Professor Vinay Lal

Professor Vinay Lal, Professor of History, University of Delhi gave two talks on 28 & 29 January 2011 at the Centre for Contemporary Theory, Baroda . Professor Lal has published nearly two hundred papers, scholarly articles, reviews and essays in a wide spectrum of publications, including scholarly journals such as Social Text, Third Text, American Historical Review, Genders, Patterns of Prejudice, Social Epistemology, Diaspora, Journal of the History of Sexuality, Environmental Ethics, and Studies in History.  He has also been a frequent contributor to leading Indian publications such as Economic and Political Weekly, Seminar, and The Little Magazine besides other published in newspapers such as Los Angeles Times, Times of India, Hindustan Times, the Indian Express, Toronto Star, the Hindu, The Island ( Sri Lanka ), and Daily Star ( Dhaka ). He has authored number of books. Some of his recent publications include Deewaar: The Footpath, the City, and the Angry Young Man ( New Delhi : HarperCollins, 2010); Political Hinduism: The Religious Imagination in Public Spheres (ed.). New Delhi : Oxford UP, (2009); The Other Indians: A Political and Cultural History of South Asians in America . New Delhi :  HarperCollins, 2008; Los Angeles :  Asian American Studies Center Press, UCLA, 2008.

In his first lecture on Ecumenical Futures and the Imperative of Incommensurability: The Politics of Culture in the Modern World System”, Professor Lal expressed that the diversity and conflict of cultures and ideologies in the contemporary world have to be understood with its contextual implications and the role of ‘dialogue’ has to be thought of.  According to him, the question before us is whether the theoretical trajectories of the last few decades have not, inadvertently or otherwise, also opened up formerly colonized subjects to the knowledge systems of the West and thereby paved the way for the extinction of the little cultural and intellectual autonomy that might have remained in colonized societies.  Professor Lal posed questions like whether there is any dissent beyond what now passes for dissent and also pondered if the Global South is so colonized that it must borrow even its models of dissent from the West?  His concern is that the Global South cannot even remotely claim intellectual autonomy since the practice of the social sciences is borrowed entirely from the West. He observed that though Gandhi accepted English, America , and European friends as allies in the struggle for Indian independence, he also never wavered from his firm belief that ultimately Indians had to fight their own battles.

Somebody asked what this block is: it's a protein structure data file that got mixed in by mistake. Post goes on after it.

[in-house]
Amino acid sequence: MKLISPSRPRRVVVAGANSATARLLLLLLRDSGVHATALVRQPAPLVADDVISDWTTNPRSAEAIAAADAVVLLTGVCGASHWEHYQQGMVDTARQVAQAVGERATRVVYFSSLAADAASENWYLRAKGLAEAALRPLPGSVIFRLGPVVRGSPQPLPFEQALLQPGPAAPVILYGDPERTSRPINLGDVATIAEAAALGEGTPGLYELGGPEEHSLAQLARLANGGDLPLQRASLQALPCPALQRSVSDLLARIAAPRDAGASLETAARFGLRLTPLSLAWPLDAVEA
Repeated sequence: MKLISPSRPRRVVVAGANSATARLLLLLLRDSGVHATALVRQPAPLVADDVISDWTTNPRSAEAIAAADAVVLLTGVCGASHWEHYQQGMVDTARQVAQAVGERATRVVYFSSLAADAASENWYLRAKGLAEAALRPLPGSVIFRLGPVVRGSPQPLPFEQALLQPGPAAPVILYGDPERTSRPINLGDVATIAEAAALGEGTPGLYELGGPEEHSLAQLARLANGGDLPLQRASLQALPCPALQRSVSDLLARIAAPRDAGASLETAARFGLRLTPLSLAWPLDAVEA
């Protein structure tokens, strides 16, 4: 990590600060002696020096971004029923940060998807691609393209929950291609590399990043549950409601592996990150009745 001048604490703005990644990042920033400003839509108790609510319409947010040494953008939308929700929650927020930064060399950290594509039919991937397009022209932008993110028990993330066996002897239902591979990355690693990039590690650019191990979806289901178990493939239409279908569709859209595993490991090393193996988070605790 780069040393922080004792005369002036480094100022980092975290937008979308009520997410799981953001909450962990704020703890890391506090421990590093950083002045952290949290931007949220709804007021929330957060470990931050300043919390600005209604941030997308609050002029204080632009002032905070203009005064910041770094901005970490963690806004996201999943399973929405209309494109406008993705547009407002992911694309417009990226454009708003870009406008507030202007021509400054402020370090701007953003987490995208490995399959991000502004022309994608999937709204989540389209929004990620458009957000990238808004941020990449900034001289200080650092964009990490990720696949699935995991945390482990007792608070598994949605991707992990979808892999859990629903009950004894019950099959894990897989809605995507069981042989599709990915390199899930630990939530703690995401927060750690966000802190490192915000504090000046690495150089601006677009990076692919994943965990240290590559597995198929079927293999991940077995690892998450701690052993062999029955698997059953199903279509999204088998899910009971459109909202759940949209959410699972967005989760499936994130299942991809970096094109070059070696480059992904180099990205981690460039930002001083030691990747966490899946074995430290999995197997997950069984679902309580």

In his second lecture, titled “The Intellectual in an Age of Violence:  Criticism, Ethics, and Democratic Futures” Professor Lal observed that “overt violence may not always play the primary role in producing the homogenous subject, but social phenomena such as schooling cannot be viewed merely as innocuous enterprises designed to ‘educate’ subjects of the state.  “He discussed the erasures and silencing of voices in history. According to Professor Lal, the birth of the nation state and authorizing an official version of the history of the nation in the making are simultaneous.  The project of writing back women, religious and ethnic minorities, and so on into histories is ongoing, but not in an unproblematic way. He elaborated on global imperialism, democracy and the strategy of covertly controlling knowledge and knowledge systems which amounts to a subtle violence.